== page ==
Solène Weinachter and Ben Duke on Juliet & Romeo

On Saturday 9th November 2019 Lost Dog’s Artistic Director Ben Duke will perform Romeo for the last time.  To mark the moment we asked Ben and Solène to look back on the last 18 months of bickering and brawling in venues across the UK.

From January 2020 the role of Romeo will be played by Kip Johnson.

BEN on Romeo

What are your final thoughts about Romeo now that you’re hanging up his cloak?
I’m surprised and delighted by how well he’s gone down.  Although I think that has a huge amount to do with Juliet.  If it was just him onstage it would be insufferable.

What’s it been like inhabiting the character of Romeo over the last (nearly) two years?
Like most characters I create for myself they are not so different from my own character but in a different situation. So inhabiting Romeo has allowed me to spend more time with those parts of myself I find quite annoying.  I’m hoping that might be beneficial in some way.

Have you and Solene changed the show over the 80+ shows you’ve performed?
Yes, the piece has been through many changes – some incremental and some quite drastic.  I think the characters have stayed the same though.  It’s interesting to re-live a complicated moment in a relationship over and over again.  It reminds me that in life we must repeat the same mistakes over and over before we can stop making them.

Tell us a bit about audience reactions?
Audience reactions have been very positive.  I think when people recognise themselves or their relationship in what they see onstage then it has a more profound effect on them.  In Blackpool we asked if they could hear us and someone in the audience said no and we then got into quite a lengthy discussion about acoustics and they suggested we get some microphones, which we briefly considered before realising that we had managed to hear each other perfectly during this discussion so we would just speak loudly – that added a good few minutes to the show.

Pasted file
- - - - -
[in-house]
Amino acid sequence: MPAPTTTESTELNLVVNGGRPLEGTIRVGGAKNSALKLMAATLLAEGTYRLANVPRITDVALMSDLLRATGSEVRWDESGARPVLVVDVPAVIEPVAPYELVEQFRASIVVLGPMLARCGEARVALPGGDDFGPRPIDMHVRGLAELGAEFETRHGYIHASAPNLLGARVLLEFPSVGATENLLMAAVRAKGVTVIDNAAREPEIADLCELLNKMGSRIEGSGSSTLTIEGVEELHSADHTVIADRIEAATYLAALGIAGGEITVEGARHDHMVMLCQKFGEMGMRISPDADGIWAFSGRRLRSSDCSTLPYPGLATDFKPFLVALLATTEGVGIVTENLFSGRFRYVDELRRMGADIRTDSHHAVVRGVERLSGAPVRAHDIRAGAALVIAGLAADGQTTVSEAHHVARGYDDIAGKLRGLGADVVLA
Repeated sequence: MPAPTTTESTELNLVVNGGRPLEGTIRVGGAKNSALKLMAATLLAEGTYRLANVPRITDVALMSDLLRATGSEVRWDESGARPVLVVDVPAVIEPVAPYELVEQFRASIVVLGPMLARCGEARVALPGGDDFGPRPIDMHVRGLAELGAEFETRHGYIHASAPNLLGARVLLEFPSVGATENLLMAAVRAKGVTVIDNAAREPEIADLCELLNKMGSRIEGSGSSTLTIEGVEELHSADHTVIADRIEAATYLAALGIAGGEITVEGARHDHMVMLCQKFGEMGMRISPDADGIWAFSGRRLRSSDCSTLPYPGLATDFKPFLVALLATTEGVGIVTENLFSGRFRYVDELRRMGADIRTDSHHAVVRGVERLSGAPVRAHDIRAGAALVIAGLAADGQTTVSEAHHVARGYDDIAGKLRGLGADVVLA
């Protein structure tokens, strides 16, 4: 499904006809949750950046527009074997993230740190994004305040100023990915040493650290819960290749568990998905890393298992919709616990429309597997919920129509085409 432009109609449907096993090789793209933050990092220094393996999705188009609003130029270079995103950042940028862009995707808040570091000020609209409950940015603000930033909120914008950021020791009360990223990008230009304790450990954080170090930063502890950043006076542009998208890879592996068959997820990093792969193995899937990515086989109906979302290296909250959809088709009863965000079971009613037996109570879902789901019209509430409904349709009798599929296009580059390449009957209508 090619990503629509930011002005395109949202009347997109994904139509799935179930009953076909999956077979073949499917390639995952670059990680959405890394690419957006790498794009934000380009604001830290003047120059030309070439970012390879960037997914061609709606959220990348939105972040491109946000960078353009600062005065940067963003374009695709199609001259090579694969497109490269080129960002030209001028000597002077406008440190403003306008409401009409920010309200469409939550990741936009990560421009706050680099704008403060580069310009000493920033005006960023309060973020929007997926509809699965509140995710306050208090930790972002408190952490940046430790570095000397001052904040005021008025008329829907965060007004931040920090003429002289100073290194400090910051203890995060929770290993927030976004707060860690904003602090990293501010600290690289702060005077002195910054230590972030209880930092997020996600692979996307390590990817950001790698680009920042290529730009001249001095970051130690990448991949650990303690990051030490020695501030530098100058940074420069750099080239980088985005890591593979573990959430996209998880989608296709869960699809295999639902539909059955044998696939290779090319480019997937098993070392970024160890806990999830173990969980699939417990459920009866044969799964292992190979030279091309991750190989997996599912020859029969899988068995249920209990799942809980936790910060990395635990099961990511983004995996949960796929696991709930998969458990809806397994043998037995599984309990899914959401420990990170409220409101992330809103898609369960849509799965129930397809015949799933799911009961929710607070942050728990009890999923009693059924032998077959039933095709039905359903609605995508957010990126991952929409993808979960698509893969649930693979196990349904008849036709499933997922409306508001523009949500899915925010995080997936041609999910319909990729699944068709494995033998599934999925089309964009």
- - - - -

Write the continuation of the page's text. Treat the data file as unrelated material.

What would you say to Romeo now if you met him at a party?
It’s ok to be a disappointment to your teenage self.  Here drink this…

SOLÈNE on Juliet

What is it about Juliet that appeals to you?
She’s so committed to the task she has set for Romeo and herself and I find that very inspiring.  She is secretly quite excited about the therapy idea and for me it’s actually compelling and amusing to witness her lack of filters!

Has Juliet changed since you started performing the show?
I think she has.  She has found more subtleties second by second during the 75 minutes: one second she can be soft and naïve, the next second she can be bossy and annoyed.  Giving her this life onstage over time has helped me discover different sides to her and this will continue as we keep performing the piece.  Each show has a different dominant emotion that steers her journey.

As a performer how do you combine so many disciplines in one show?
It’s a juggling act! I find working with text is a lot like working with movement; it’s about shaping energy and intention.  I come from a dance background so I understand how to work with movement and I apply similar methodologies to working with text.  And song!

Does the audience reaction alter the atmosphere onstage?
Definitely.  The show is different every night as the audience is the third protagonist of the story.  We have a dynamic relationship with the audience not only by listening to their reactions but also by working from the ‘mood of the room’.  The rhythm and the chemistry of the show change accordingly.

What would you say to Juliet if you met her at a party?
I’d invite her for a weekend in the south of France with some women friends of mine involving wild swimming and some serious party dancing.  She needs a break!